When I straightened the old one out I drilled out the holes for bigger bolts and torqued them down really good.
    Here is a picture of the temporary fix.
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  5. #5
    Platinum Member
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    Boerne, Texas
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    Kubota M9000

    Default Re: Tiller Killed Tractor

    Gene, I was just to quick for ya and got between your post, I don't know why the old unbent shoe won't work fine its maybe not as pretty as before but it is a tiller and its bound to get uglier as time goes by from what I understand they are abusive of themselves and the tractor when used in rocky or hard clay ground. I'd try it that way for a while and see if anything rears its head but I bet your fix is as good as needed.
    Steve

  6. #6
    Veteran Member GeneD14's Avatar
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    Kubota M95s, Allis Chalmers 185 & D17 series IV, Kubota ZG-23 Mower, Kawasaki Mule 610

    Default Re: Tiller Killed Tractor

    Steve,
    Thanks for the advise. I was tilling hard clay ground with lots of softball sized rocks and the tiller was taking one **** of a beating. It is amazing that nothing else worked loose. You are probabily right, I should leave the repaired shoe on and just use it. Tilling isn't about being pretty. I should have taken a picture of the tractor and tiller when I was done with the yard. It was covered with a heavy layer of dust and looked more brown than orange.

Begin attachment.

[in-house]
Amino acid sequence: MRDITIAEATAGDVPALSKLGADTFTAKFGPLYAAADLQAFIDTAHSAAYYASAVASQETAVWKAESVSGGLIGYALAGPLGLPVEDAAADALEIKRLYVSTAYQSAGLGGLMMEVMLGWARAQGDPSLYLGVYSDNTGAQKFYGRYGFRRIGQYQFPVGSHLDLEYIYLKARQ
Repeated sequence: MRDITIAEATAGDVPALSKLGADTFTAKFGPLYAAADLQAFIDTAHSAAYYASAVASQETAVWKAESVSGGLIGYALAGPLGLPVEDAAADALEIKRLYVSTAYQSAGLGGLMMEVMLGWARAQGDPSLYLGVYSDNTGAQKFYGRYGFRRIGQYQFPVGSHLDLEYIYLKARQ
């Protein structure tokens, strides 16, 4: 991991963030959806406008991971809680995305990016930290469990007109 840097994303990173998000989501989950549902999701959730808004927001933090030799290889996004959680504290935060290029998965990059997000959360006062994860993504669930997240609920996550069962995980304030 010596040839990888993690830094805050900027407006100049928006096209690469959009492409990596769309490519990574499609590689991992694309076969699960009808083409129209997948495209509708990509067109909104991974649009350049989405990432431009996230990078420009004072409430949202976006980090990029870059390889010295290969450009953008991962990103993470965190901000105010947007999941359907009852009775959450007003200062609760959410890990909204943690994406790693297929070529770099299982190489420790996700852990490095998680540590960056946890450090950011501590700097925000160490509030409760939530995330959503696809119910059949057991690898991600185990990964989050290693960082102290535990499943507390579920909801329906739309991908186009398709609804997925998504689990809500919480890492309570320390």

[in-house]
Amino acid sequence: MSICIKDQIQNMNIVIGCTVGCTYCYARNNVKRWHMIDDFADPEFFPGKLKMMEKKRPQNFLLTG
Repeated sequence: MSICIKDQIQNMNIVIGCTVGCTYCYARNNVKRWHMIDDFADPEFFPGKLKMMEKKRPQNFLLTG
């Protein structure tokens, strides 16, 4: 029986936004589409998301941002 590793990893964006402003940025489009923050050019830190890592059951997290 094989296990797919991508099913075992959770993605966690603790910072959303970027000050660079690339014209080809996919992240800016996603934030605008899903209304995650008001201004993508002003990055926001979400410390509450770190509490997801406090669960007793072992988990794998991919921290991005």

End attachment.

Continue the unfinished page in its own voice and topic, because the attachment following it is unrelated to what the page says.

Thanks again,

  7. #7
    Super Member scott_vt's Avatar
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    east wells,vt
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    1986 MF 1040, 1942 Farmall A, 1949 Farmall Super A

    Default Re: Tiller Killed Tractor

    Mornin Gene,
    Sometimes bad things happen even when your doing good for others Glad nothing worse than that happened !!!

    Last year I was bushogging a section of my neighbors 30 acre field that is too wet for the farmer to bale and remember the feeling when my tractor started to break through the sod and start sinking Thank goodness for FWD Keep up the good work !!!
    scotty

    ,,,course,,it is gas,and gas is,,well,gas,,so,,but it kills the @#$$ oughta them yellow jackets,,,thingy

    http://www.tractorbynet.com/content/...onth-scott_vt/

  8. #8
    Member donaldprice's Avatar
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    Dec 2005
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    44
    Location
    Ky
    Tractor
    Montana 3440 HST

    Default Re: Tiller Killed Tractor

    I though us old boys in ky had that problem with rocks
    If your wife don't find you handsome she should find you useful.

  9. #9
    Veteran Member GeneD14's Avatar
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    Kubota M95s, Allis Chalmers 185 & D17 series IV, Kubota ZG-23 Mower, Kawasaki Mule 610